This is what happened. The cows headed for the bluff when Brad tried to bring them home. So Brad jumped on Foxsun to race to turn them. He said Foxsun was doing that bumpy thing (trotting) and then started to run (canter) which was a lot smoother (lol). Brad used his cow chasing stick to steer his head (OMG)! Everything was fine till Fox realized he's misplaced his old cow wife. (She high tails it when he's being ridden). So Foxsun took off to look for her and Brad, who at that point was just along for the ride (so to speak), was hanging on to his mane as Foxsun raced through the sagebrush. That's when Brad picked his spot to bail. He land on his shoulder but his hand hit a rock and got cut pretty bad.

Brad found some old baling twin and made a bridle for the ever loyal Foxsun and rode him home.


All the cows were in except for the new mother and someones calf had slipped through the fence. Brad and Foxsun rounded up the stray calf while I kept the crazed cow from charging back through the gate. I felt like I was guarding Kobe Bryant. With everybody in lock down Brad led Fox home with his twine bridle to get some real tack on him. Poor old boy was sweating and looking really beat, Foxsun wasn't doing much better. I noticed Brad's bridle's nose band was really tight. Fox has been ridden with the same curb bit and a curb chain or strap for 20 years and he's never been ridden bare back.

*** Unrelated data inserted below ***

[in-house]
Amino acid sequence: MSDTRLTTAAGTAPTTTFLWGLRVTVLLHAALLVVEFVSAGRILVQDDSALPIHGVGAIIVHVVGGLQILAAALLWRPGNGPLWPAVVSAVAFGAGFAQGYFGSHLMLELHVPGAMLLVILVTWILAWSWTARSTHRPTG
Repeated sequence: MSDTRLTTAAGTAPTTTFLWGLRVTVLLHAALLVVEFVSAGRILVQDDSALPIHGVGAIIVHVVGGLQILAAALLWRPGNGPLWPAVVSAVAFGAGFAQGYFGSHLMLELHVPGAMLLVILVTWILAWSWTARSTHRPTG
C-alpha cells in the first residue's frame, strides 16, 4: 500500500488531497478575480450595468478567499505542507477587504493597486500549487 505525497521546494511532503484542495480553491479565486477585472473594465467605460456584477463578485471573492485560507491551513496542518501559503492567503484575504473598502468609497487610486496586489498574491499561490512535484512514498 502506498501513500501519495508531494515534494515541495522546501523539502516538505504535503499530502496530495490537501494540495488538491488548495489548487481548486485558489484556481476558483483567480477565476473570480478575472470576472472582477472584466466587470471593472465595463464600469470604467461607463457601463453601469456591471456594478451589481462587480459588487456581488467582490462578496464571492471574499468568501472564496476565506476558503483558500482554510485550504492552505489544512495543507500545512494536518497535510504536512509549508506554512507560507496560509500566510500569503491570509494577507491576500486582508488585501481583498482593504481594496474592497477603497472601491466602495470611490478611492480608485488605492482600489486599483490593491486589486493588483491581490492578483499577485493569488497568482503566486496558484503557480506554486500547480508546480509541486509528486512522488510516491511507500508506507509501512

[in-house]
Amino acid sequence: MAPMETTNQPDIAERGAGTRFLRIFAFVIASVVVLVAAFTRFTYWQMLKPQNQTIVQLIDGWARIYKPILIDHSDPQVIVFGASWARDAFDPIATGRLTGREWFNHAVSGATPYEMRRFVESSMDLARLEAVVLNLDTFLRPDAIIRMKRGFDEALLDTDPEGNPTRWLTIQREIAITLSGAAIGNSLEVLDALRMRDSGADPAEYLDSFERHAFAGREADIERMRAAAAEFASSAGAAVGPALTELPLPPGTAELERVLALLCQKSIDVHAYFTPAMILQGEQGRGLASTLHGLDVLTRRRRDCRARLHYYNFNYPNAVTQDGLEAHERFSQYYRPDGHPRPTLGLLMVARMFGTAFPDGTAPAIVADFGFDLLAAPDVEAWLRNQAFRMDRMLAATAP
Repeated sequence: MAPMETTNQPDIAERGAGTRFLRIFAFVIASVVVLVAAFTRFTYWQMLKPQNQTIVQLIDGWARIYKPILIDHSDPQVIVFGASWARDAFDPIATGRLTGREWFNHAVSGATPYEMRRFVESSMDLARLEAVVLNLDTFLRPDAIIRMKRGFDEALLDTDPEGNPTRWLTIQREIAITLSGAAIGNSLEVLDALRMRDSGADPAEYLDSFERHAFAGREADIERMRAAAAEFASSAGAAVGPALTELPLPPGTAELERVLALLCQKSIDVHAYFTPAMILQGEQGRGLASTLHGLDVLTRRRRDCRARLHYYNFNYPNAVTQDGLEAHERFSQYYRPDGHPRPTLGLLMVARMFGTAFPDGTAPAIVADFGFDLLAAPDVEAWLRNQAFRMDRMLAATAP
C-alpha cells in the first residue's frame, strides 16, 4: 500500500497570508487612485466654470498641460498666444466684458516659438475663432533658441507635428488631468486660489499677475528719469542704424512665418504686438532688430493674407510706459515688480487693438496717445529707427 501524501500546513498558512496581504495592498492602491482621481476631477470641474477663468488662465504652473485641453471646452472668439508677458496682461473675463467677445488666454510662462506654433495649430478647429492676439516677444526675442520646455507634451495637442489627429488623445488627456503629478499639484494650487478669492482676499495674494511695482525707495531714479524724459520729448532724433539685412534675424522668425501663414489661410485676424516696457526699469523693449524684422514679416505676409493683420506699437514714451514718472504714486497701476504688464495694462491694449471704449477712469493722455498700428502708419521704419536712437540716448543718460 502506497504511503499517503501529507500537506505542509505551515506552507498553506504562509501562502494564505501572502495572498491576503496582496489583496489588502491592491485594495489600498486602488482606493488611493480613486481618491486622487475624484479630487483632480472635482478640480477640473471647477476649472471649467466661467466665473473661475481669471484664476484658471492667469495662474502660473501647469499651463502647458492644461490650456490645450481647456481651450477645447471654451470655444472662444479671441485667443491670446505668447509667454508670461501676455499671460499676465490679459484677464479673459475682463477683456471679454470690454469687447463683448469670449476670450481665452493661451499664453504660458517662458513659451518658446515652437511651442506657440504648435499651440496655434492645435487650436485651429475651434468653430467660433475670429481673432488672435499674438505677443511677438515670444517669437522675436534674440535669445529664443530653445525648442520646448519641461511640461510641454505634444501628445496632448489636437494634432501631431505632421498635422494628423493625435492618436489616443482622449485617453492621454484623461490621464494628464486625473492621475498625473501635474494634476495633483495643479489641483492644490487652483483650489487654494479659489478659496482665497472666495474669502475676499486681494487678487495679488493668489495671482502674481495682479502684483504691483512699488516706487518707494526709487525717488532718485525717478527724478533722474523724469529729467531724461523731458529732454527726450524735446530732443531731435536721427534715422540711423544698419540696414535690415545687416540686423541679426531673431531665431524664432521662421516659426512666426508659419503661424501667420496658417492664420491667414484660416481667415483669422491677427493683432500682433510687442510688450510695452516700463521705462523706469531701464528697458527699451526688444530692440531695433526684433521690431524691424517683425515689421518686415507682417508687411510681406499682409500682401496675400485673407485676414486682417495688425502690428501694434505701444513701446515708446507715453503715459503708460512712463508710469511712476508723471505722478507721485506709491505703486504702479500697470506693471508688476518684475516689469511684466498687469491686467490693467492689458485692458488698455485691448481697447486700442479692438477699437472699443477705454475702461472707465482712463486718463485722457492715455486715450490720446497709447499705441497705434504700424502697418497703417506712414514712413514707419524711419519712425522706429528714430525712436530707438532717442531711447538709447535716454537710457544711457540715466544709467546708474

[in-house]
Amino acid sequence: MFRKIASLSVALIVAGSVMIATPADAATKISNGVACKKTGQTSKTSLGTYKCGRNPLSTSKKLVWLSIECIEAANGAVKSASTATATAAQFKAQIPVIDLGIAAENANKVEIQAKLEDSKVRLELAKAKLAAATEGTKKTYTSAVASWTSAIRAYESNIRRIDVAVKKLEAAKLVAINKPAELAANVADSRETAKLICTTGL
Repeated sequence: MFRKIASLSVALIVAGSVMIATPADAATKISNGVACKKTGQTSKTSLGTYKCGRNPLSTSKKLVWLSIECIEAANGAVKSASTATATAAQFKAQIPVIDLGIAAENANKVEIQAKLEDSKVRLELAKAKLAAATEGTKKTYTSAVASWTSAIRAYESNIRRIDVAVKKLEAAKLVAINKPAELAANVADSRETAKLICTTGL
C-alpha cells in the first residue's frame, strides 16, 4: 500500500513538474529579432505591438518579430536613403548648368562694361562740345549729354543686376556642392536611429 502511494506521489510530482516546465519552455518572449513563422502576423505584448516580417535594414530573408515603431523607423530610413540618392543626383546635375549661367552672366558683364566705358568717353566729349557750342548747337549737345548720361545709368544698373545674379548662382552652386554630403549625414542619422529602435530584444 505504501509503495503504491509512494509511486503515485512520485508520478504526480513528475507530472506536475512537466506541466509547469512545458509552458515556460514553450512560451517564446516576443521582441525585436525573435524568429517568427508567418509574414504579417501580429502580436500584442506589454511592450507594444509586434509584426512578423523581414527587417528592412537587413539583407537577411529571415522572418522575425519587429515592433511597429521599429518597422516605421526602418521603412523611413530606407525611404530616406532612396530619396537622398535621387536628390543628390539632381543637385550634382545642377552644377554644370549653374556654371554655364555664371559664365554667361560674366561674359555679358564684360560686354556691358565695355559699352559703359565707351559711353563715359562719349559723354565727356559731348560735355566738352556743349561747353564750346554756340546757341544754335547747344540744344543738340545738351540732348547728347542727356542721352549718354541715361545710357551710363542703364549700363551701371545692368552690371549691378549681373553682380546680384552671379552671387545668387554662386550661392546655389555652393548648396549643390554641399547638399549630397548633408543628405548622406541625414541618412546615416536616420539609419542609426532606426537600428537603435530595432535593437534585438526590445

Then Brad and Fox headed out to look for the new mother.


I walked around too looking for her. Just as it got dark Brad found her hiding in some tall sagebrush and they brought her in. We reunited her with her twins and left them sucking in the small pen. I fed Fox some sweet grain and released him with the cows.

This morning finds mother and children doing fine. We're on pain killers.


Linda said...

What a day! So many uses for twine--I LOVE it!! Sounds like you live on the FUNNY Farm, girl!

nikki said...

What an adventure!!! Great story and photos.

Glad the mother and babies are doing well.

Wonder what was up with Echo? Maybe he was trying to protect you?

Kara said...

Wow, what a wonderful story! So many aspects and animal characters. Have you ever considered writing children's book about your adventures on the farm?

Cheryl Ann said...

I LOVE your last line! Hehehehehe! Oh, my! WHAT a day!

arlene said...

When I re-read what I wrote we appear to be a couple of loonies and should probably be on a real funny farm, lol. I hope our cattle ranching neighbors never read about the stuff we get up to.

I really hope that Echo was trying to protect me. It's so weird how he acted towards that calf. He's a very funny boy all round.

No I never thought about writing a book about our 'going's on' but maybe I should because I do have a very different outlook on farm animals than most people. It's a little odd to say the least. Maybe I should get out more and mingle with my own species. lol.

Brad had some huge bruises from Foxsun's withers. Foxsun used to be so fat and round but now his withers sick up. (Funny thing is we're fat and round now)! Thank God for narcotic pain pills!